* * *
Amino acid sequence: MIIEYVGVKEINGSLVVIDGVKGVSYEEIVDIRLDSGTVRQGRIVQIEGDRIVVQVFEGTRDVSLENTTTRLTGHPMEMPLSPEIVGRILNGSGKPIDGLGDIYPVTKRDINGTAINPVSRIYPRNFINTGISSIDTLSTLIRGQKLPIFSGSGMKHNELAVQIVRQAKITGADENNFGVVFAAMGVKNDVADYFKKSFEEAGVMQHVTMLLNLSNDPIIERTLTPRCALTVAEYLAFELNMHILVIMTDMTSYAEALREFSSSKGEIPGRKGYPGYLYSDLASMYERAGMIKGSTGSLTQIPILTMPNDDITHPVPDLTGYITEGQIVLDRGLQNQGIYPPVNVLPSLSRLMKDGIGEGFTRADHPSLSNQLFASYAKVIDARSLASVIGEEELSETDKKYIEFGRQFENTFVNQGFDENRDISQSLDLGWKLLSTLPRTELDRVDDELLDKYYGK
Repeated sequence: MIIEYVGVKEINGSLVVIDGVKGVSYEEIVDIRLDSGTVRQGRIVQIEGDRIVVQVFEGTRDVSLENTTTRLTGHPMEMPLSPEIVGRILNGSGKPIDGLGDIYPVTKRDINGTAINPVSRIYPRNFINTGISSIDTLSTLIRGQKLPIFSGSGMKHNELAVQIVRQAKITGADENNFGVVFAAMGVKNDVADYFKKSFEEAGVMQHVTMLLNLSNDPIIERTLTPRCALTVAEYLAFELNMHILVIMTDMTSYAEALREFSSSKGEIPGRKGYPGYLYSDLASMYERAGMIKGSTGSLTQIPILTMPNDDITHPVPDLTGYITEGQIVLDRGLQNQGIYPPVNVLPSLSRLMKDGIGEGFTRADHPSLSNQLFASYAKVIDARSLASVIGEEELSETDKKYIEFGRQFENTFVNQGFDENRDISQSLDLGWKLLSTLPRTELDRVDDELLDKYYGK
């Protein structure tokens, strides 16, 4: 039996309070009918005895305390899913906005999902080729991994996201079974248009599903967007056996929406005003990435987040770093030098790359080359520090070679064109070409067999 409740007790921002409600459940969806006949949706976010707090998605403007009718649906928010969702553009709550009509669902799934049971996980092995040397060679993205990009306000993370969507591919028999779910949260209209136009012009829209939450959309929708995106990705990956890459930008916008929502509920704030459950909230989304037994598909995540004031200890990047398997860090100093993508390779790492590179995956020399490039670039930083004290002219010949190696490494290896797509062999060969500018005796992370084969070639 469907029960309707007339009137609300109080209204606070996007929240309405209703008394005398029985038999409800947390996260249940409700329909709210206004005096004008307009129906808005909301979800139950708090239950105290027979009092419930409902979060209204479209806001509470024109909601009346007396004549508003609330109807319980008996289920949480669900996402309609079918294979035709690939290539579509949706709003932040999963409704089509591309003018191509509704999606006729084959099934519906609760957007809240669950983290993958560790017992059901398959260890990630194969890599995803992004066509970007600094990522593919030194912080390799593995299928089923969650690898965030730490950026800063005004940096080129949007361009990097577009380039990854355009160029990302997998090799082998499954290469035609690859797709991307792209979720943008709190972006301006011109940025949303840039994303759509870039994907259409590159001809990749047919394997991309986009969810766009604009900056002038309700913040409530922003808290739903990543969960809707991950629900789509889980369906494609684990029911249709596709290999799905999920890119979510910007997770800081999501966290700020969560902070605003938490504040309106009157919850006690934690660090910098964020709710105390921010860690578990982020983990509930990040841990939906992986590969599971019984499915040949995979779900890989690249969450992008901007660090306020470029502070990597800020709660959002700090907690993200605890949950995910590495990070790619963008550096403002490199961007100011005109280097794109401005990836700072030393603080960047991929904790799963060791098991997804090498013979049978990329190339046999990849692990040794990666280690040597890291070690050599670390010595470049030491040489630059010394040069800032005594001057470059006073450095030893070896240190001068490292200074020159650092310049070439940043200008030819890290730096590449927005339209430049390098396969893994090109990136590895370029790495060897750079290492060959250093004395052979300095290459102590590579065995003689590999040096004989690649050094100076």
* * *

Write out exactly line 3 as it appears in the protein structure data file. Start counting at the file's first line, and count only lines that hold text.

């Protein structure tokens, strides 16, 4: 039996309070009918005895305390899913906005999902080729991994996201079974248009599903967007056996929406005003990435987040770093030098790359080359520090070679064109070409067999 409740007790921002409600459940969806006949949706976010707090998605403007009718649906928010969702553009709550009509669902799934049971996980092995040397060679993205990009306000993370969507591919028999779910949260209209136009012009829209939450959309929708995106990705990956890459930008916008929502509920704030459950909230989304037994598909995540004031200890990047398997860090100093993508390779790492590179995956020399490039670039930083004290002219010949190696490494290896797509062999060969500018005796992370084969070639 469907029960309707007339009137609300109080209204606070996007929240309405209703008394005398029985038999409800947390996260249940409700329909709210206004005096004008307009129906808005909301979800139950708090239950105290027979009092419930409902979060209204479209806001509470024109909601009346007396004549508003609330109807319980008996289920949480669900996402309609079918294979035709690939290539579509949706709003932040999963409704089509591309003018191509509704999606006729084959099934519906609760957007809240669950983290993958560790017992059901398959260890990630194969890599995803992004066509970007600094990522593919030194912080390799593995299928089923969650690898965030730490950026800063005004940096080129949007361009990097577009380039990854355009160029990302997998090799082998499954290469035609690859797709991307792209979720943008709190972006301006011109940025949303840039994303759509870039994907259409590159001809990749047919394997991309986009969810766009604009900056002038309700913040409530922003808290739903990543969960809707991950629900789509889980369906494609684990029911249709596709290999799905999920890119979510910007997770800081999501966290700020969560902070605003938490504040309106009157919850006690934690660090910098964020709710105390921010860690578990982020983990509930990040841990939906992986590969599971019984499915040949995979779900890989690249969450992008901007660090306020470029502070990597800020709660959002700090907690993200605890949950995910590495990070790619963008550096403002490199961007100011005109280097794109401005990836700072030393603080960047991929904790799963060791098991997804090498013979049978990329190339046999990849692990040794990666280690040597890291070690050599670390010595470049030491040489630059010394040069800032005594001057470059006073450095030893070896240190001068490292200074020159650092310049070439940043200008030819890290730096590449927005339209430049390098396969893994090109990136590895370029790495060897750079290492060959250093004395052979300095290459102590590579065995003689590999040096004989690649050094100076």